A Strathcona County family wants officials to do a better job at warning residents about animal traps after their miniature dachshund was caught in one in May
Hudson the dog wandered into the trap while out on a walk on a trail along his owners’ acreage that borders another property. He was hurt so badly it looked like he was dead.
“It was the worst thing imaginable, seeing your dog basically dying in front of you and you can't do anything about it,” owner Kevin Ball recalled. “Just trying to open it up.”
Hudson survived the ordeal but his family ended up with a $3,000 vet bill.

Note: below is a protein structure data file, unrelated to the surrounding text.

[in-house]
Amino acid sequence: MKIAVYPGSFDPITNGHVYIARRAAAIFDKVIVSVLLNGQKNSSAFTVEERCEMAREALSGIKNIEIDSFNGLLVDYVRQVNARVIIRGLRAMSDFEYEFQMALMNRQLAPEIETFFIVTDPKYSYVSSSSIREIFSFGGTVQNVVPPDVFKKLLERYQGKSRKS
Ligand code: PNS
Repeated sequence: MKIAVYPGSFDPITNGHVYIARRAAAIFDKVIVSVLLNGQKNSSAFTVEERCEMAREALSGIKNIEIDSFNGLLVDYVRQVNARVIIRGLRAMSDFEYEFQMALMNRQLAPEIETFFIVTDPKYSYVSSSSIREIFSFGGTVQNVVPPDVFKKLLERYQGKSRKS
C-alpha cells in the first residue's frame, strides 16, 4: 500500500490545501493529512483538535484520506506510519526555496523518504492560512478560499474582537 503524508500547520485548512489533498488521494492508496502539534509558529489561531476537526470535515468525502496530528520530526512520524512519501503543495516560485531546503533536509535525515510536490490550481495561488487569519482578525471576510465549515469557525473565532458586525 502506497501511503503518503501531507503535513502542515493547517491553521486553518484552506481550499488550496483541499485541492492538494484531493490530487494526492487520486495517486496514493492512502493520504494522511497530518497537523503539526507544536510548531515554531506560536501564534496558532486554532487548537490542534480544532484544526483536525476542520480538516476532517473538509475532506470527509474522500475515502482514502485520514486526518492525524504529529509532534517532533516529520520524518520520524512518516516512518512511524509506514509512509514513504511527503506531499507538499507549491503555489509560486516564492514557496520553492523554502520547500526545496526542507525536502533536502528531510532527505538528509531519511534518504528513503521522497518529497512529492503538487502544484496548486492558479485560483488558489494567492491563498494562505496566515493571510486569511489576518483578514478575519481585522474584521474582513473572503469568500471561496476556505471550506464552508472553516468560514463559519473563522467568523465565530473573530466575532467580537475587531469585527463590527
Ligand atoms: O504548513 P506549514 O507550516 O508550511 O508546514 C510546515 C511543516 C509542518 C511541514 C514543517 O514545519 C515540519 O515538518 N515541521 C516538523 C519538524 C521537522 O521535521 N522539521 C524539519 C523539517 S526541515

The trap was set by Strathcona County to catch beavers. The family wants the county to do a better job at letting residents know the devices are in the area.
“Anything could have been in it, you know?” Ball said.
“Coyotes around here, foxes, rabbits, our kids, we’ve got a two and a five-year-old and they're on these trails too.”
There is no legislation compelling the county to notify rural residents about traps. Joel Gould, manager with transportation and agriculture services, said the landowner knows they are there because they ask for them.
“It is between us and the landowner specifically,” Gould said. “It wouldn't be our responsibility to let everyone else know.”
While the county isn’t legislated to notify people about the traps, owner Meredith Ball thinks it would be common courtesy for them to do so.
She doesn’t blame her neighbour as he doesn’t live on the property and may not be aware of what is going on.